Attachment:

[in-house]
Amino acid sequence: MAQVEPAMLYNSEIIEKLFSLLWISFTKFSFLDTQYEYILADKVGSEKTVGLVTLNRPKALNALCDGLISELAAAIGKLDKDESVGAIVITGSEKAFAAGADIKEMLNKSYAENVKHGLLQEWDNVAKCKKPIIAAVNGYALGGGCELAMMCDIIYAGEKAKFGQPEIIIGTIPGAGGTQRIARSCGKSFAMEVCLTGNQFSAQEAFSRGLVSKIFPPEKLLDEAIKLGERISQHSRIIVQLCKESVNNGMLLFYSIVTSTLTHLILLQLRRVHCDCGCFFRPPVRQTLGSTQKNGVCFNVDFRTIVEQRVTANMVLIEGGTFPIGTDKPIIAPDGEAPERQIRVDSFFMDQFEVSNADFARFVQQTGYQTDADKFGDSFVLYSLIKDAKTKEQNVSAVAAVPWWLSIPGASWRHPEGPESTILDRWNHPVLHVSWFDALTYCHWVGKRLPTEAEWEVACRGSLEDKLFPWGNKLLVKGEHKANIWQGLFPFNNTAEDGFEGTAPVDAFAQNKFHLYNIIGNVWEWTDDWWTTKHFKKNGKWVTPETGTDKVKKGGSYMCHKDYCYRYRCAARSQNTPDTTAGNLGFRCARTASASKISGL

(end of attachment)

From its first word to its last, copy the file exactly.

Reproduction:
[in-house]
Amino acid sequence: MAQVEPAMLYNSEIIEKLFSLLWISFTKFSFLDTQYEYILADKVGSEKTVGLVTLNRPKALNALCDGLISELAAAIGKLDKDESVGAIVITGSEKAFAAGADIKEMLNKSYAENVKHGLLQEWDNVAKCKKPIIAAVNGYALGGGCELAMMCDIIYAGEKAKFGQPEIIIGTIPGAGGTQRIARSCGKSFAMEVCLTGNQFSAQEAFSRGLVSKIFPPEKLLDEAIKLGERISQHSRIIVQLCKESVNNGMLLFYSIVTSTLTHLILLQLRRVHCDCGCFFRPPVRQTLGSTQKNGVCFNVDFRTIVEQRVTANMVLIEGGTFPIGTDKPIIAPDGEAPERQIRVDSFFMDQFEVSNADFARFVQQTGYQTDADKFGDSFVLYSLIKDAKTKEQNVSAVAAVPWWLSIPGASWRHPEGPESTILDRWNHPVLHVSWFDALTYCHWVGKRLPTEAEWEVACRGSLEDKLFPWGNKLLVKGEHKANIWQGLFPFNNTAEDGFEGTAPVDAFAQNKFHLYNIIGNVWEWTDDWWTTKHFKKNGKWVTPETGTDKVKKGGSYMCHKDYCYRYRCAARSQNTPDTTAGNLGFRCARTASASKISGL